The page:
In an email to The Reflector, Frum said the USPS isn’t immune to hiring and staffing challenges faced by other industries. The volume of packages during the postal service’s peak season led to delivery issues.
Those volumes have since leveled off, Frum said.
“But the Postal Service needs a physical presence, an employee to make that final delivery and our reliance on a vibrant and well-staffed workforce is perhaps more acute than other industries,” Frum said.
The Battle Ground post office has several unfilled positions, Frum said. Some days a neighborhood may not receive mail, though it will be prioritized for delivery the next day.
In some cases, post offices with shortages are “borrowing” employees from across Washington to handle the workload, Frum said. Those employees are usually new to the area. Unfamiliarity with routes can result in some deliveries not being made.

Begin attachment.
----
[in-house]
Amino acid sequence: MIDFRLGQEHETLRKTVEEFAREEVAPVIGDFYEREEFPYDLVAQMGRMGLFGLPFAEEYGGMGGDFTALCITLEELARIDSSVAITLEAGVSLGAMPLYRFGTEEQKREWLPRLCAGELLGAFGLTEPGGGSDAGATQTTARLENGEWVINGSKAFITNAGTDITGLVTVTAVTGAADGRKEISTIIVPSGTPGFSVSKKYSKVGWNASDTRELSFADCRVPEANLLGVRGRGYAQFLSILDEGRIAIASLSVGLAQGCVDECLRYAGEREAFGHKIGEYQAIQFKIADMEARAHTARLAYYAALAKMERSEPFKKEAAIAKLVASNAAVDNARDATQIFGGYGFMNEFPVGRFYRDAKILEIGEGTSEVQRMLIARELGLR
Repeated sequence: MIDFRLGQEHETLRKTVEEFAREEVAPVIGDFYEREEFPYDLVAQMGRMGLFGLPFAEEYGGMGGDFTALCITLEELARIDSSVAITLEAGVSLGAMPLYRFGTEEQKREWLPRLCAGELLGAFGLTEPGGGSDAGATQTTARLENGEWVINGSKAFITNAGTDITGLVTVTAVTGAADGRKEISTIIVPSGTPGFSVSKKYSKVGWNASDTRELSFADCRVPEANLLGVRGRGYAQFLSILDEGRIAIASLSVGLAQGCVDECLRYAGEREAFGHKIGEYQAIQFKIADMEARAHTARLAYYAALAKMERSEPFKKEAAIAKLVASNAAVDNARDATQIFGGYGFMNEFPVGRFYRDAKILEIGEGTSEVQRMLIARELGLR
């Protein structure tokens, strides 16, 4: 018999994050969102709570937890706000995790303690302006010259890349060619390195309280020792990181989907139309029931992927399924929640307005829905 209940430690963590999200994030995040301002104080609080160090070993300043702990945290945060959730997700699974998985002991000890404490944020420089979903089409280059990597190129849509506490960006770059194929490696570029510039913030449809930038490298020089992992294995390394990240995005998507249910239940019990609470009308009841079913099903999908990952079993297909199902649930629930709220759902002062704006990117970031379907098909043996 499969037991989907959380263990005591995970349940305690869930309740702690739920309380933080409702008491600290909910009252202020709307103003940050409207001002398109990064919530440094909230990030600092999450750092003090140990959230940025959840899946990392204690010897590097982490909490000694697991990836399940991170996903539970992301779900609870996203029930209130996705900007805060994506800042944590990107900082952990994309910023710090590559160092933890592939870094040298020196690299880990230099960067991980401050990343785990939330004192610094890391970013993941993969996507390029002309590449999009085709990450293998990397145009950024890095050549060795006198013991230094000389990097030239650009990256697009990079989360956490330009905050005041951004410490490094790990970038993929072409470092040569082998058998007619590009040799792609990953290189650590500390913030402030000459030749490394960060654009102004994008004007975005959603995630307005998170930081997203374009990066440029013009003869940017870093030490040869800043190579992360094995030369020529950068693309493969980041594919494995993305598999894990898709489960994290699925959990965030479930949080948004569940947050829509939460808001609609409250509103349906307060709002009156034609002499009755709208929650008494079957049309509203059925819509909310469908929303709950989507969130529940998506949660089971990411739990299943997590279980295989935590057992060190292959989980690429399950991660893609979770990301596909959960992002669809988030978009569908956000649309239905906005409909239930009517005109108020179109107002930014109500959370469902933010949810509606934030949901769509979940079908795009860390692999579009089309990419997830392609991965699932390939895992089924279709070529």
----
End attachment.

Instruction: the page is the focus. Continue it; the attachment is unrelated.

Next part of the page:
That mail gets sent out the next day, Frum said.
Those “borrowed” employees stay with a short-staffed office like Battle Ground for up to 90 days, Frum said, which helps familiarize themselves with routes.
To handle the shortage, Frum said the postal service has been “aggressively hiring” since last year, with more job fairs planned in the near future. USPS is looking to fill as many as 1,000 positions across the state, which she said contrasted with other industries that are downsizing.